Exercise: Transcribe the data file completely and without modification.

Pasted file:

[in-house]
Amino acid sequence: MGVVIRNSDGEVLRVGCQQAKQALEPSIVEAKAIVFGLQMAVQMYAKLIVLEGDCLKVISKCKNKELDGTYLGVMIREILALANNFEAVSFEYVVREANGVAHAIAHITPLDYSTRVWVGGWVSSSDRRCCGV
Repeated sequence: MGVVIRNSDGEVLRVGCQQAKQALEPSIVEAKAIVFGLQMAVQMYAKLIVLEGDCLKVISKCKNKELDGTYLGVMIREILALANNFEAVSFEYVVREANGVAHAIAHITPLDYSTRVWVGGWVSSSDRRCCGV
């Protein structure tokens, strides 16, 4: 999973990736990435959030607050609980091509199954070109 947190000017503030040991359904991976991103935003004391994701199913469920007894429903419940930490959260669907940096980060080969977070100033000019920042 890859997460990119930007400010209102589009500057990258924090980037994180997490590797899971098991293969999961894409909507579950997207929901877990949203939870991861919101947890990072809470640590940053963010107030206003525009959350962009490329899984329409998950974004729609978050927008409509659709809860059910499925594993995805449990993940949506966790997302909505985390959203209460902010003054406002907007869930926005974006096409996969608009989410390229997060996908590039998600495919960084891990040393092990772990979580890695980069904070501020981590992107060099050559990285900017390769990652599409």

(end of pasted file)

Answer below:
[in-house]
Amino acid sequence: MGVVIRNSDGEVLRVGCQQAKQALEPSIVEAKAIVFGLQMAVQMYAKLIVLEGDCLKVISKCKNKELDGTYLGVMIREILALANNFEAVSFEYVVREANGVAHAIAHITPLDYSTRVWVGGWVSSSDRRCCGV
Repeated sequence: MGVVIRNSDGEVLRVGCQQAKQALEPSIVEAKAIVFGLQMAVQMYAKLIVLEGDCLKVISKCKNKELDGTYLGVMIREILALANNFEAVSFEYVVREANGVAHAIAHITPLDYSTRVWVGGWVSSSDRRCCGV
């Protein structure tokens, strides 16, 4: 999973990736990435959030607050609980091509199954070109 947190000017503030040991359904991976991103935003004391994701199913469920007894429903419940930490959260669907940096980060080969977070100033000019920042 890859997460990119930007400010209102589009500057990258924090980037994180997490590797899971098991293969999961894409909507579950997207929901877990949203939870991861919101947890990072809470640590940053963010107030206003525009959350962009490329899984329409998950974004729609978050927008409509659709809860059910499925594993995805449990993940949506966790997302909505985390959203209460902010003054406002907007869930926005974006096409996969608009989410390229997060996908590039998600495919960084891990040393092990772990979580890695980069904070501020981590992107060099050559990285900017390769990652599409």